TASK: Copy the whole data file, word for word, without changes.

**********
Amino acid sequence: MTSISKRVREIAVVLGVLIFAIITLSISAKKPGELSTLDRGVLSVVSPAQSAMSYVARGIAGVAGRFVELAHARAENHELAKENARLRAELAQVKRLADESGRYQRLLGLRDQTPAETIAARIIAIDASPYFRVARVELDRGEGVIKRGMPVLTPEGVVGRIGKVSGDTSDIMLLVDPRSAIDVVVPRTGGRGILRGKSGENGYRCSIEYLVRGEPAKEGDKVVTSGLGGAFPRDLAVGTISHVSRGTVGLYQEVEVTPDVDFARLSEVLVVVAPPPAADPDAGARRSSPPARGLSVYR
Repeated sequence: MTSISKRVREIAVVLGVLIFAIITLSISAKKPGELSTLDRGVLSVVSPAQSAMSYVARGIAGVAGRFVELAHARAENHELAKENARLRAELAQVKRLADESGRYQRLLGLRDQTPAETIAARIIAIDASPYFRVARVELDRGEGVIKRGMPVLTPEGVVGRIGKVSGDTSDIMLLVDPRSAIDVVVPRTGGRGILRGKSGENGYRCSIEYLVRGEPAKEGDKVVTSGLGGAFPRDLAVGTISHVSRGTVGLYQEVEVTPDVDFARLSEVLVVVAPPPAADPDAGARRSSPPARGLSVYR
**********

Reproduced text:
Amino acid sequence: MTSISKRVREIAVVLGVLIFAIITLSISAKKPGELSTLDRGVLSVVSPAQSAMSYVARGIAGVAGRFVELAHARAENHELAKENARLRAELAQVKRLADESGRYQRLLGLRDQTPAETIAARIIAIDASPYFRVARVELDRGEGVIKRGMPVLTPEGVVGRIGKVSGDTSDIMLLVDPRSAIDVVVPRTGGRGILRGKSGENGYRCSIEYLVRGEPAKEGDKVVTSGLGGAFPRDLAVGTISHVSRGTVGLYQEVEVTPDVDFARLSEVLVVVAPPPAADPDAGARRSSPPARGLSVYR
Repeated sequence: MTSISKRVREIAVVLGVLIFAIITLSISAKKPGELSTLDRGVLSVVSPAQSAMSYVARGIAGVAGRFVELAHARAENHELAKENARLRAELAQVKRLADESGRYQRLLGLRDQTPAETIAARIIAIDASPYFRVARVELDRGEGVIKRGMPVLTPEGVVGRIGKVSGDTSDIMLLVDPRSAIDVVVPRTGGRGILRGKSGENGYRCSIEYLVRGEPAKEGDKVVTSGLGGAFPRDLAVGTISHVSRGTVGLYQEVEVTPDVDFARLSEVLVVVAPPPAADPDAGARRSSPPARGLSVYR